photo: Marcellus Protest/CC BY
As expected, the DoE has announced its recommendations on what to do about the safety and environmental impact of hydraulic fracturing for natural gas, more commonly and colloquially known as fracking. The recommendations come a day after a group of scientists and New York State legislators have called into question the impartiality of the panel, due to 6 of 7 members having direct financial ties to the natural gas industry. Among the recommendations made by the panel are: 1) Making information about shale gas production operations more accessible to the public; 2) "Immediate and longer-term actions to reduce environmental and safety risks of shale gas operations, with a particular focus on protecting air and water quality"; 3) "Creation of a Shale Gas Industry Operation organization committed to continuous improvement of best operating practices"; 4) R&D; to improve safety and environmental performance.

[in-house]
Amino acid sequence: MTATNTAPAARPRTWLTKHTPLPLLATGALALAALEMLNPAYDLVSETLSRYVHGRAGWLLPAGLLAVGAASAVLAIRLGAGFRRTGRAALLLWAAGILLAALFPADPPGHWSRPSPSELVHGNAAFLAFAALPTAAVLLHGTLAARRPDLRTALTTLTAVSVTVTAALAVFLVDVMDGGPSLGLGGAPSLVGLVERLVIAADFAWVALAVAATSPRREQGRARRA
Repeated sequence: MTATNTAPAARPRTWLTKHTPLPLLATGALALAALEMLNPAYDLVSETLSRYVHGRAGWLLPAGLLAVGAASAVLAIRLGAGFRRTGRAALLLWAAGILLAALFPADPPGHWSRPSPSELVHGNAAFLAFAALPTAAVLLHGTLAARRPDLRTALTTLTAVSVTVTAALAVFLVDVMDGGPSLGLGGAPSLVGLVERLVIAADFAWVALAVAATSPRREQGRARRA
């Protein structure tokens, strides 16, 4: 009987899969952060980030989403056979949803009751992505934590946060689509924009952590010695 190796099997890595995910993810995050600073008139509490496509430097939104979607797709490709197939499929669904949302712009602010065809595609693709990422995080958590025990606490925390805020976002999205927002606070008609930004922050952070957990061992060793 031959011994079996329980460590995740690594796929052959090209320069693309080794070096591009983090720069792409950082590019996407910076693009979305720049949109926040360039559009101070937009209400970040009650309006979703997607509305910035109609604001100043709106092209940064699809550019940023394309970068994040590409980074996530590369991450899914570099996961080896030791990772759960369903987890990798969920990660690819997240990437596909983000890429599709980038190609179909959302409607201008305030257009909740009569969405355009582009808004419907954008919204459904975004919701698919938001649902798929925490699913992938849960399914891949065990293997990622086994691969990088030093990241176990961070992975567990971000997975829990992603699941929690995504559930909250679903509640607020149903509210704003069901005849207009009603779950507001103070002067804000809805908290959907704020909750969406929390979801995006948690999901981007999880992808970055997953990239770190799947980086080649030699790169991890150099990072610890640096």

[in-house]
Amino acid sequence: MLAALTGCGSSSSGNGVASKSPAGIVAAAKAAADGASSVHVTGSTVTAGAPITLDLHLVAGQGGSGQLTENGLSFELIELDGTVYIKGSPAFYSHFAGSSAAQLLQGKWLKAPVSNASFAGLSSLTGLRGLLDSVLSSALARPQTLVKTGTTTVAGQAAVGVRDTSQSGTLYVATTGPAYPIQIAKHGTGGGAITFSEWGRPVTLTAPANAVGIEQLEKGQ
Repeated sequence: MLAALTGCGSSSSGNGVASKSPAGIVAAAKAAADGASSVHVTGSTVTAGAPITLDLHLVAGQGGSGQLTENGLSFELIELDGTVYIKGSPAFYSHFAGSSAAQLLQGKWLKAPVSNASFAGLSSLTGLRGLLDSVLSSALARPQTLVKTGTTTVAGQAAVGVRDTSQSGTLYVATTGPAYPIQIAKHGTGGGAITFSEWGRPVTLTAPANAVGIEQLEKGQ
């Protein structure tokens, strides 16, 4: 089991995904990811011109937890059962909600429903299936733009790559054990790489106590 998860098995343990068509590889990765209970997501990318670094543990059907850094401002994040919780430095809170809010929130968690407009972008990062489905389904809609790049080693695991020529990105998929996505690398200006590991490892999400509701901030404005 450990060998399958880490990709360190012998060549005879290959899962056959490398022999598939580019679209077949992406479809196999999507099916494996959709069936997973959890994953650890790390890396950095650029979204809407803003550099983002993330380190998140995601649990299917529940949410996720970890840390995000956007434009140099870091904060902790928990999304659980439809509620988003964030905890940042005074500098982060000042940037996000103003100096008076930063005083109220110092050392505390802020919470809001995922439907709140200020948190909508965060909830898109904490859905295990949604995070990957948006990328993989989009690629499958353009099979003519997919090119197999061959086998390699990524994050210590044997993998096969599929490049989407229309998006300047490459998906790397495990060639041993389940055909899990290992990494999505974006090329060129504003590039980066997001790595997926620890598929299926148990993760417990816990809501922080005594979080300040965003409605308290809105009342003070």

The top line reading of the recommendations of course seems fine, but no doubt the devil's in the details here. We'll look into the report more closely and report.
New Yorkers' Divided on Fracking
Just as scientists and lawmakers timed their objections to the released of the report, a Quinnipiac University poll on New Yorker's feelings on fracking has been similarly timed.
As Reuters reports, the poll finds 47% of New Yorkers support fracking, while 42% oppose it. Give the margin of error in the poll (plus-minus 2.4%) it's safe to say New York voters are split down the middle on the issue.
Support for fracking shifts along urban, suburban and rural lines: 52% of suburban voters support it, 51% of rural voters do so, while just 38% of urban residents do.
Two-thirds of voters in the state believe that it will create more jobs, while at the same time 50% believe it "will cause environmental damage". Nearly 60% of respondents support a new tax on fracking companies.